What is Paraplegia?
Paraplegia is a spinal cord or brain injury defined by an inability to voluntarily move the lower parts of your body. Generally, the areas impaired by this central nervous system injury include the legs, feet, and toes; the abdomen may be affected as well, depending on the location and the severity of the injury.
Paraplegia is also described as being “complete” or “incomplete.” Incomplete paralysis differs among affected individuals, and the extent of reduced mobility depends on the severity of the damage to the person’s spinal cord and nerves. As such, some individuals with incomplete paralysis may have feeling in their lower extremities, but no movement.
On the other hand, complete paralysis means there is no motor or sensory function and, generally, the injury is permanent.
How G. Gray Law Can Help Your Missouri Paraplegia Claim
Every year, there are about 5,160 new cases of paraplegia. According to the Christopher and Dana Reeve Foundation, as well as Mayo Clinic, the most common causes of paraplegia include automobile accidents (about 40 percent), workplace accidents, sporting and recreation accidents, slips and falls (25 percent), and disease.
If you were paralyzed in a workplace accident, you may be eligible to claim workers’ compensation benefits. In these cases, you do not need to prove fault, but you should adhere to all filing requirements of your employer, the company’s insurance provider, and any other included individuals or organizations.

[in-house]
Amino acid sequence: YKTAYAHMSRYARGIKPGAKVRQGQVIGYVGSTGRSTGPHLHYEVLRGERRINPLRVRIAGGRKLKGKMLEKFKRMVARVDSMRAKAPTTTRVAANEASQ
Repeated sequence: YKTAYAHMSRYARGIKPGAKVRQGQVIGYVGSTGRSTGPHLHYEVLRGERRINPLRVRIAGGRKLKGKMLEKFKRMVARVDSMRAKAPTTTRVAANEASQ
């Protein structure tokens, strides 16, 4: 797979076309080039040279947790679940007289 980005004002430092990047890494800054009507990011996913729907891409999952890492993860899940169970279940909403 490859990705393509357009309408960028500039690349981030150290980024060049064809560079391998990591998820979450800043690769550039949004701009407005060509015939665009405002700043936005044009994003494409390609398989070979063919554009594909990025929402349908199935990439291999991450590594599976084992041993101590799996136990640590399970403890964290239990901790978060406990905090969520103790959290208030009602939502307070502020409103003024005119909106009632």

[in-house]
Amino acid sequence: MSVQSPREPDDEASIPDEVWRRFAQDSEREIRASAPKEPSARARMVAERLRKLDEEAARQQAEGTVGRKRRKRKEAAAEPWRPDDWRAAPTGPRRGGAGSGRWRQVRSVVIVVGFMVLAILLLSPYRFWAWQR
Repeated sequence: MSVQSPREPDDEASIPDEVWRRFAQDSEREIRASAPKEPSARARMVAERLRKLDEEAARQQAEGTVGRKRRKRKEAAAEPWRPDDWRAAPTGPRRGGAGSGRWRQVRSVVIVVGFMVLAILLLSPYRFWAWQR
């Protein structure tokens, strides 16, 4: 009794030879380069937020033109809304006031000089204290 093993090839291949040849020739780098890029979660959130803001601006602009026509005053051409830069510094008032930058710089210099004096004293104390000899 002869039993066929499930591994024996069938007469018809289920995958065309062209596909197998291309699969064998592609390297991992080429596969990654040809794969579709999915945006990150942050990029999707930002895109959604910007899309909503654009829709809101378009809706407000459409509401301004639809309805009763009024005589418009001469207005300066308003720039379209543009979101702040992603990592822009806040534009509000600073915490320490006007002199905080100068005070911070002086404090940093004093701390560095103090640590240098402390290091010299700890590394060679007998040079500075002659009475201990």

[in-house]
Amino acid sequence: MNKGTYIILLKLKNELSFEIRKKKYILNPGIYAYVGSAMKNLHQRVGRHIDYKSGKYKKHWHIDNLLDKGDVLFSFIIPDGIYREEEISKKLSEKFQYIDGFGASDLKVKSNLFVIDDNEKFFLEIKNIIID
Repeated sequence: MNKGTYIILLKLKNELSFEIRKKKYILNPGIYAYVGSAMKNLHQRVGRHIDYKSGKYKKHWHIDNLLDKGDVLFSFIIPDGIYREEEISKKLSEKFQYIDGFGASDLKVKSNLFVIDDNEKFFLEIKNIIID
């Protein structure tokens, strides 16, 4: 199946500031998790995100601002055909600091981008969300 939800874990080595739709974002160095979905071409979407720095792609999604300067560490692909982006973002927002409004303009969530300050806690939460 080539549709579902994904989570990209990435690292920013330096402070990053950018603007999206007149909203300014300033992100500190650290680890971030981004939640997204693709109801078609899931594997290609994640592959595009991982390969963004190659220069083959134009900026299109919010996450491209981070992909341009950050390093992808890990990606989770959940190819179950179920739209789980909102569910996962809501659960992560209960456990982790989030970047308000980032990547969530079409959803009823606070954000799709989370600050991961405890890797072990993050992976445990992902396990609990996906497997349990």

If the injury was caused due to the negligence of another individual (including auto accidents, slips and falls, premises liability, product defects, and more), you can pursue a personal injury lawsuit to hold the negligent party(s) accountable for their actions or inaction. In these cases, you’ll need to prove some of the following elements:
The defendant of your lawsuit had a responsibility to ensure your safety.
The defendant didn’t meet an obligation by taking reasonable care
The defendant was irresponsible and negligent, which led to your injury
Being injured in an accident that led to a spinal injury and paraplegia can be an excruciatingly difficult experience. Not only will paraplegia affect your ability to move, but it also entails substantial expenses, both for the initial injury and physical therapy as well as for medical equipment and home accessibility upgrades
When paraplegia or another spinal injury was caused by the negligence of another person or while you were on-duty at your job, you should never have to bear the full weight of these expenses alone. You have your life to focus on, not hundreds of thousands in medical bills combined with lost wages and earning capacity.